Quick Studies: a snapshot of the latest research on diet, exercise, and more

woman drinking out of a sports bottle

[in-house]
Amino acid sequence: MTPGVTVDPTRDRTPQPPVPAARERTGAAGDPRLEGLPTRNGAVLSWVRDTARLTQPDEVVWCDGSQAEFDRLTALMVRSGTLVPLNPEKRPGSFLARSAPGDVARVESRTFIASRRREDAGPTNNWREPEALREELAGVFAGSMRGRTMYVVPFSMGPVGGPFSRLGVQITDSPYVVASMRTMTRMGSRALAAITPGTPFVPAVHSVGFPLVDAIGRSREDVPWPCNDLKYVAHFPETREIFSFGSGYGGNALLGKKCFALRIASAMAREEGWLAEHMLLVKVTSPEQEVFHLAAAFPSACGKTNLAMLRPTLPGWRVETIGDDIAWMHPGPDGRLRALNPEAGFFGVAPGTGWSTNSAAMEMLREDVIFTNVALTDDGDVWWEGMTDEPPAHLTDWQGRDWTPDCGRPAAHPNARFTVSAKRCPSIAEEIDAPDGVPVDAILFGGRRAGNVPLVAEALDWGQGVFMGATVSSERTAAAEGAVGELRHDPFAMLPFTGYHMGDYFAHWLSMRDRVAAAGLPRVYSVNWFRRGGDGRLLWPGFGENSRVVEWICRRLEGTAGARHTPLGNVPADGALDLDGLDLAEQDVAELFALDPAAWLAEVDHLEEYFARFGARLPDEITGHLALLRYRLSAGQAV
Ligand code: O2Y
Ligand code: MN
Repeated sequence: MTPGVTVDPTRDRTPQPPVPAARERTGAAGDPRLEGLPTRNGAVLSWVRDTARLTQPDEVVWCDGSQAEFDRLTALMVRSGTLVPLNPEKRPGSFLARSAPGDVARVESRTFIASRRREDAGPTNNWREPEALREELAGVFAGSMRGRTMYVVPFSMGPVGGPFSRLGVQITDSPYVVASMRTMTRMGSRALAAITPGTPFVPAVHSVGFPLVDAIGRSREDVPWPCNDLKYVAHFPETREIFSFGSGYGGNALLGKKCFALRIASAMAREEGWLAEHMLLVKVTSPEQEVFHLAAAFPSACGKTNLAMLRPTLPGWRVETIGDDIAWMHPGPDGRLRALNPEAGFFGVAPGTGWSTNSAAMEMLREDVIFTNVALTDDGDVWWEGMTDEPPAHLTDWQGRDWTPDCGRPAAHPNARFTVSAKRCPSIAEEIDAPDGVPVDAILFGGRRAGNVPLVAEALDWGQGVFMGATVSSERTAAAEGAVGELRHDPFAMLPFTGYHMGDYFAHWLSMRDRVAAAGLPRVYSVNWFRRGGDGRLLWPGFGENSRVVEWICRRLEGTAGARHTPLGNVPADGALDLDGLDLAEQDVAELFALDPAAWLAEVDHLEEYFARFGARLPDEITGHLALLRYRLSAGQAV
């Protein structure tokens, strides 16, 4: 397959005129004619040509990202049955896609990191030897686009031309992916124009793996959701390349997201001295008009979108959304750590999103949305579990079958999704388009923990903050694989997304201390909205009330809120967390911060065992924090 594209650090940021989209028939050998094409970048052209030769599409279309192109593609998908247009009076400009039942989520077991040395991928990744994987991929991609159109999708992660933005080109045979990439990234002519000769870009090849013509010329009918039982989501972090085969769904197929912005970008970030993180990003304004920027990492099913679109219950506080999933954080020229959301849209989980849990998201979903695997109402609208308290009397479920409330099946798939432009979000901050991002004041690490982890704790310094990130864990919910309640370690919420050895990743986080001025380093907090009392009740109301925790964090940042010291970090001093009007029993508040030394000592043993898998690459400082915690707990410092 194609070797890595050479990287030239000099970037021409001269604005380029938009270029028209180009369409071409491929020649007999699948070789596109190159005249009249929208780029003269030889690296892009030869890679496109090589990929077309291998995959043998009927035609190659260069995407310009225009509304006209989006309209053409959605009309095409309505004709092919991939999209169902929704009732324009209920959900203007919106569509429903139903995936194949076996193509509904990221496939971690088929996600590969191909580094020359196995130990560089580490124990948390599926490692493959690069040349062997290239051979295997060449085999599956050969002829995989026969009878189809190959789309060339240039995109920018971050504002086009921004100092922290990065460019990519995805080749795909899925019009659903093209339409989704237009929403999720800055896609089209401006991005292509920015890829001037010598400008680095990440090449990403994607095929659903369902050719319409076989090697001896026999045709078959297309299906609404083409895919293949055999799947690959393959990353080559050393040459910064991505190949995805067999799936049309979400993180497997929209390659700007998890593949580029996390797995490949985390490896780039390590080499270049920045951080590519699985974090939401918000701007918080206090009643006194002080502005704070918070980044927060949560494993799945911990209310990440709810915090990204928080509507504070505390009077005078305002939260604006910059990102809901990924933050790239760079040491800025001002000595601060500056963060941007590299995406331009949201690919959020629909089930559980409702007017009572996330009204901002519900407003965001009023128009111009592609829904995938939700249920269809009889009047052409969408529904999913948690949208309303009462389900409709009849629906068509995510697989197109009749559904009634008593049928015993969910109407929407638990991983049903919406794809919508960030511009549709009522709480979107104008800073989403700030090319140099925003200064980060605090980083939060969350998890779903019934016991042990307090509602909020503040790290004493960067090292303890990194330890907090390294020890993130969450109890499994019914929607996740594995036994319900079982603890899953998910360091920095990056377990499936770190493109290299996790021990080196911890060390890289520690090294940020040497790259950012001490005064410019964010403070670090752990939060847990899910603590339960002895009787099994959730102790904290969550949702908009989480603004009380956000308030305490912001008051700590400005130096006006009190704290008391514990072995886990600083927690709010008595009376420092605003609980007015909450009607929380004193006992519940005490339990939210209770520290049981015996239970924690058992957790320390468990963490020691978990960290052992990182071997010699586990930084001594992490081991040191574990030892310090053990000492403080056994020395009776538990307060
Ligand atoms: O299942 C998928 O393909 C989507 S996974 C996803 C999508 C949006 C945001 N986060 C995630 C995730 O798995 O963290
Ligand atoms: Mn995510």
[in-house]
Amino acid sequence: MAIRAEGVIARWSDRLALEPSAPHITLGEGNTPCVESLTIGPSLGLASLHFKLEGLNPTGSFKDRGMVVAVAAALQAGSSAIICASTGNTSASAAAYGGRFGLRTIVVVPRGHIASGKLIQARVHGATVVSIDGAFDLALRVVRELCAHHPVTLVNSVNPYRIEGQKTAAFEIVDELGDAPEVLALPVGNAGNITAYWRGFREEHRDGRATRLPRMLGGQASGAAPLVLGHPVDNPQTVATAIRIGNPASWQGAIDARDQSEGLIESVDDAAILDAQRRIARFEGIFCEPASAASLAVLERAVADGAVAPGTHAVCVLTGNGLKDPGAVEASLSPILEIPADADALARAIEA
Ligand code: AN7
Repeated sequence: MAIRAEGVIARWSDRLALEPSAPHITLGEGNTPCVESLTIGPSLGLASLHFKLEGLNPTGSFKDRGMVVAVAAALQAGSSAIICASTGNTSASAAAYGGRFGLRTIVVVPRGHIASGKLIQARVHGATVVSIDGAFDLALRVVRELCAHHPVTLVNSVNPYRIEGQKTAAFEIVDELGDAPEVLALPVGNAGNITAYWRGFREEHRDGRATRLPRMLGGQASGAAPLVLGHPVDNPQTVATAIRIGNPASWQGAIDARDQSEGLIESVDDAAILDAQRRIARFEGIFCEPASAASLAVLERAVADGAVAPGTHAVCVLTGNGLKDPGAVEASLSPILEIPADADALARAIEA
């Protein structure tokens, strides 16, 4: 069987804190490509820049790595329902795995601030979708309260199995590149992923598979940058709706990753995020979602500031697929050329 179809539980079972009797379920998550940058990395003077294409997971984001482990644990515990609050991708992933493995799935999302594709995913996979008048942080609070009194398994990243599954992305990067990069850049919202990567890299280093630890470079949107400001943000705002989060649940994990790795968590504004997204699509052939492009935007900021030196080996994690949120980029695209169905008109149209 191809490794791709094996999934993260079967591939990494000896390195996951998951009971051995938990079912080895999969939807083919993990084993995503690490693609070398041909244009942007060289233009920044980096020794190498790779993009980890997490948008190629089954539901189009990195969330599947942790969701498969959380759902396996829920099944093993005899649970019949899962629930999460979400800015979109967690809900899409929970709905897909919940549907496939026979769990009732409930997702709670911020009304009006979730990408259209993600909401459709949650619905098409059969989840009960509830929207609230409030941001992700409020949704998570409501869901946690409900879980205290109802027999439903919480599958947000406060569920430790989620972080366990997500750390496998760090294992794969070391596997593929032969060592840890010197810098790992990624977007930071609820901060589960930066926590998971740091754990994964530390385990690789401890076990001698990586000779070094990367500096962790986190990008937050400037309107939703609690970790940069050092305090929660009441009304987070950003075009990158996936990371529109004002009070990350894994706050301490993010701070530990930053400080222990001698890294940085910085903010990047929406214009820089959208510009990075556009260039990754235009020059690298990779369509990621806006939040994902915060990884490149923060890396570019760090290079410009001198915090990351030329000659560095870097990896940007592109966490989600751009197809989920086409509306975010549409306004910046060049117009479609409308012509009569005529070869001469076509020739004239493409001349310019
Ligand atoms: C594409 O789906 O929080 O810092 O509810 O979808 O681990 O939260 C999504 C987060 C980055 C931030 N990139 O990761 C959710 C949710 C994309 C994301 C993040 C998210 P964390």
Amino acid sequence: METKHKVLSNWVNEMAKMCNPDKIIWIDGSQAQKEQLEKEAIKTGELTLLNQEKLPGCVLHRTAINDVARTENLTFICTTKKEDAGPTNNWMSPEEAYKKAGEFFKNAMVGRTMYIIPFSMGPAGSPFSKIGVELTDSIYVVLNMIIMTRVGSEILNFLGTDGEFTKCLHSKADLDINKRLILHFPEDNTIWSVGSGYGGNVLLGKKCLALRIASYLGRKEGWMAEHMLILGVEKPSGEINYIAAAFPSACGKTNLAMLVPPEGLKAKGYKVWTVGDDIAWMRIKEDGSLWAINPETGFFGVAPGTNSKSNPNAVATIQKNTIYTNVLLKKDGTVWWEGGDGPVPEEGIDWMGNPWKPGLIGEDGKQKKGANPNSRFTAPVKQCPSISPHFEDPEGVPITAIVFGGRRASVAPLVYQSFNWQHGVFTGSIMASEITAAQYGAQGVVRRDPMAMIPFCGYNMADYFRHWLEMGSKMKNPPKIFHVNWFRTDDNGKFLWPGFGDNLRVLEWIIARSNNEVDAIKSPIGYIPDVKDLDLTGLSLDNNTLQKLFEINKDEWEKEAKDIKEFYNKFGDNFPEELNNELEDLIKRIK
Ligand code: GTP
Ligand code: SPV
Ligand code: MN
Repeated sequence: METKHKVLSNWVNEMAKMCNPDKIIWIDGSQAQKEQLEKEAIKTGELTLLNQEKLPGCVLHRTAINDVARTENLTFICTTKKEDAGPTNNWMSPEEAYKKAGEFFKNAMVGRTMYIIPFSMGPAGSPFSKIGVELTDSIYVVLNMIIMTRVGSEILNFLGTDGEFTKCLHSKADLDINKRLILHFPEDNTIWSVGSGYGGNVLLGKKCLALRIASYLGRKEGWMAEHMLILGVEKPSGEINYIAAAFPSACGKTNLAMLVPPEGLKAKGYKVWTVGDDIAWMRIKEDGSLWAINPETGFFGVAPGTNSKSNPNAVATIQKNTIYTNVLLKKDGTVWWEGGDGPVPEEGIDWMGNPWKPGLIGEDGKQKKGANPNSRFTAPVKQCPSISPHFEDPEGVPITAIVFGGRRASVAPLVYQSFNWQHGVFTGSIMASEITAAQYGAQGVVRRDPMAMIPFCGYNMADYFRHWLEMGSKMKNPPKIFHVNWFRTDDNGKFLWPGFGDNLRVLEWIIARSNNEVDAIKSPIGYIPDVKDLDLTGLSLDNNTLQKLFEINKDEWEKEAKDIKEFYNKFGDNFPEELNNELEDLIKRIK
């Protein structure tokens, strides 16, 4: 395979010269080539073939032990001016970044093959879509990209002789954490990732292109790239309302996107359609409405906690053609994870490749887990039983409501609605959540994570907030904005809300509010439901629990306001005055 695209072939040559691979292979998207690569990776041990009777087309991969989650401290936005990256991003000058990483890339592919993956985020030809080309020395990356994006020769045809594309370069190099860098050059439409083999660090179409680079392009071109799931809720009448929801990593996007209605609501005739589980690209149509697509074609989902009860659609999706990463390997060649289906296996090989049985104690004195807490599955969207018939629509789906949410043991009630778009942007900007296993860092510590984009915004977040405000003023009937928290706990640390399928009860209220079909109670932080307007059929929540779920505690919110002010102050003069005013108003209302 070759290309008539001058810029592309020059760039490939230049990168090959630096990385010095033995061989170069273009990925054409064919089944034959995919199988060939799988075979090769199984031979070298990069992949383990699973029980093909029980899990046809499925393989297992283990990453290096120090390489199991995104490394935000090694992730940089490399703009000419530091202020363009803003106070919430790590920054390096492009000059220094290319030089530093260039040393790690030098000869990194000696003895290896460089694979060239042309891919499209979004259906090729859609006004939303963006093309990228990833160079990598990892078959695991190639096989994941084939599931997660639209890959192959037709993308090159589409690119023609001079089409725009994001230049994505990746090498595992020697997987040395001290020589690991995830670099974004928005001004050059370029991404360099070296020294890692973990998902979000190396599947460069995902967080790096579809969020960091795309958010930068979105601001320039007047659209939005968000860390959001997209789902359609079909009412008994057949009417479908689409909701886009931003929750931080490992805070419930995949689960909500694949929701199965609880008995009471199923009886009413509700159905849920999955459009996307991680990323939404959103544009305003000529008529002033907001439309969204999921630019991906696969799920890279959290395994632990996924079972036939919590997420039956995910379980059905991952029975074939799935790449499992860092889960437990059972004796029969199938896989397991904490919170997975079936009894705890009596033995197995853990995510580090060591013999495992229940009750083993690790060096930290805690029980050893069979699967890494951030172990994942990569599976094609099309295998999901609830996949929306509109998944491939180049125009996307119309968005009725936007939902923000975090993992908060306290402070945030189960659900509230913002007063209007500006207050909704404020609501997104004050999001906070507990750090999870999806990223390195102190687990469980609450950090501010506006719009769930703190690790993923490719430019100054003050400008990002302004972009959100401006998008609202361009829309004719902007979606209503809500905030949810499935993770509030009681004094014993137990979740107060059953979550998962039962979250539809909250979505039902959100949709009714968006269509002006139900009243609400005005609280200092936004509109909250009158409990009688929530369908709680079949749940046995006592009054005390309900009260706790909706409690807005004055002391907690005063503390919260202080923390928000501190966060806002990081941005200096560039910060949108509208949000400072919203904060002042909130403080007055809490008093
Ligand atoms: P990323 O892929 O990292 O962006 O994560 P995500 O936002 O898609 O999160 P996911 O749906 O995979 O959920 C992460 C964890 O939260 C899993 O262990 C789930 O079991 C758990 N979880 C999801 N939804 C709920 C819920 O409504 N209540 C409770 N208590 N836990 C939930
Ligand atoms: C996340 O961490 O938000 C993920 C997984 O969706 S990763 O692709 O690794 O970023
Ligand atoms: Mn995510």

Both sugary drinks and fruit juice may raise your risk of type 2 diabetes, and not just by leading to weight gain. Researchers tracked roughly 192,000 men and women for up to 26 years. Those who consumed at least one daily 8 oz. serving of drinks that are high in either added or fruit sugars—which included soda, energy drinks, sports drinks, fruit drinks, and fruit juice—over four years had a 23 percent higher risk of type 2 diabetes than those who consumed less than one serving a week. Weight gain explained roughly a quarter of the increased risk. Although the scientists took many other factors into account, it’s possible that something else about sugary-beverage drinkers explains their higher risk.